raised as possible benefits, along with making use of all
talents—regardless of, for example, gender—and focusing on longer-term problems.
Ignasi López-Verdeguer is the project director for RRI
Tools at the La Caixa Foundation in Barcelona. Melanie
Smallman is the deputy director of the RRI Hub at
University College London. See www.rri-tools.eu.

As well as potential benefits, our workshops identified
significant obstacles to achieving RRI. Besides the challenges of understanding precisely what RRI means and
of changing people’s behaviour, participants described
how the pressure to publish encouraged a view of science that cut it into disconnected projects rather than
revealing the big picture.
Another problem raised was the way in which science
is assessed: this may hold back RRI, as research evaluation tends to be rooted in productivity rather than social
relevance. Some participants even argued that the prevalent evaluation procedures may sometimes undermine
RRI objectives.
No-one sees RRI as a panacea, or is under the illusion that its implementation will be frictionless. The
unpredictability of science and the right to academic
freedom are just two stumbling blocks that will prevent
that from being the case.
A host of questions remain unanswered: How should
RRI change how we plan research? At what point can we
judge if its outcomes will be desirable or not? Who can
be expected to take responsibility for such a networked
activity and diverse outcomes? How do we manage collective responsibility? How do we get the benefits of RRI
while minimising the potential downsides?
Participants’ suggestions for encouraging take-up of
RRI included finding ways to make the concept relevant
for different groups and highlighting outstanding examples. They discussed the possibility of setting RRI as a
requirement for research funding—and in a meaningful
way, rather than as a box-ticking exercise.
Other ideas include ensuring that research funding reflects society’s needs and considers socially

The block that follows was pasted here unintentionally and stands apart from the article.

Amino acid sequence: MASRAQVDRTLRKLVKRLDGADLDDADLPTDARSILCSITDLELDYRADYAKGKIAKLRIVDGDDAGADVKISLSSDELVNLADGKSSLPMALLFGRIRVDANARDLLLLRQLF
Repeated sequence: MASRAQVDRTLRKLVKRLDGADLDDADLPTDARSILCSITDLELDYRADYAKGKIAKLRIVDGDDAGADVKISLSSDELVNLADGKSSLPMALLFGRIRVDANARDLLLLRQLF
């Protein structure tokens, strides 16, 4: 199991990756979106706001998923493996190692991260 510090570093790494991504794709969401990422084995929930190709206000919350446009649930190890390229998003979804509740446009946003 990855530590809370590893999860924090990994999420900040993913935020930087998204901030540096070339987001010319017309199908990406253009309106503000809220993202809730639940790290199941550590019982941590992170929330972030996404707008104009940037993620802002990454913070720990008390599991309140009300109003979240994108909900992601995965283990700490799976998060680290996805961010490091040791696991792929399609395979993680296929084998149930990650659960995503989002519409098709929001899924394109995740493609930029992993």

desirable outcomes, and using research data to help
us understand and challenge whether these goals are
being achieved. Participants saw that an RRI perspective could provide opportunities to build relationships
between the various relevant parties and the public.
Developing practical training and guidance on how to
‘do’ RRI was also seen as a priority for
the immediate future.
Over the next few months, those
of us involved in the RRI Tools project will be working with all of the
advice we have gathered to compile
and develop tools that encourage
and support take-up of the concepts
and practices associated with RRI.
We can’t do it alone, so please get in
touch if you wish to find out more.
Something to add? Email comment@

‘How do we get
the benefits
of responsible
research and
innovation while
minimising the

8  news

Research Europe, 18 June 2015

i n t e r v i e w    w ł o d z i s ł a w d u c h

A long way to go
Poland’s science and higher education minister tells Cristina Gallardo of the
country’s recurrent research woes.
Poland is the largest of the 13 newest EU member states,
and also the largest single recipient of EU structural
funds for 2014-20. Some €77.6 billion has been allocated
to the country—and the pressure is on to show that the
money is spent wisely.
Włodzisław Duch, a 51-year-old physicist who arrived
at the Polish science ministry in April 2014 after two
years as vice-rector at the Nicolaus Copernicus University
in Torun´, admits that several issues still cast shadows
over the country’s research system.
Despite heavy EU spending in the past decade, and
some positive developments such as the launch of a
Polish Space Agency last month, the country is still facing brain drain, a lack of innovation and collaboration
between universities and industry, and low academic
salaries. “We are not satisfied with the state of research
at the moment,” Duch says.
The aim is to use the structural funds to employ the
right people in teaching and research, he says, in contrast with the past emphasis on buildings and equipment.
But other sources for research funding in Poland
remain scarce, with both public and private spending falling well below the thresholds desired by the
European Commission. The Polish
government—a coalition between
Włodzisław Duch
the Civic Platform and the Polish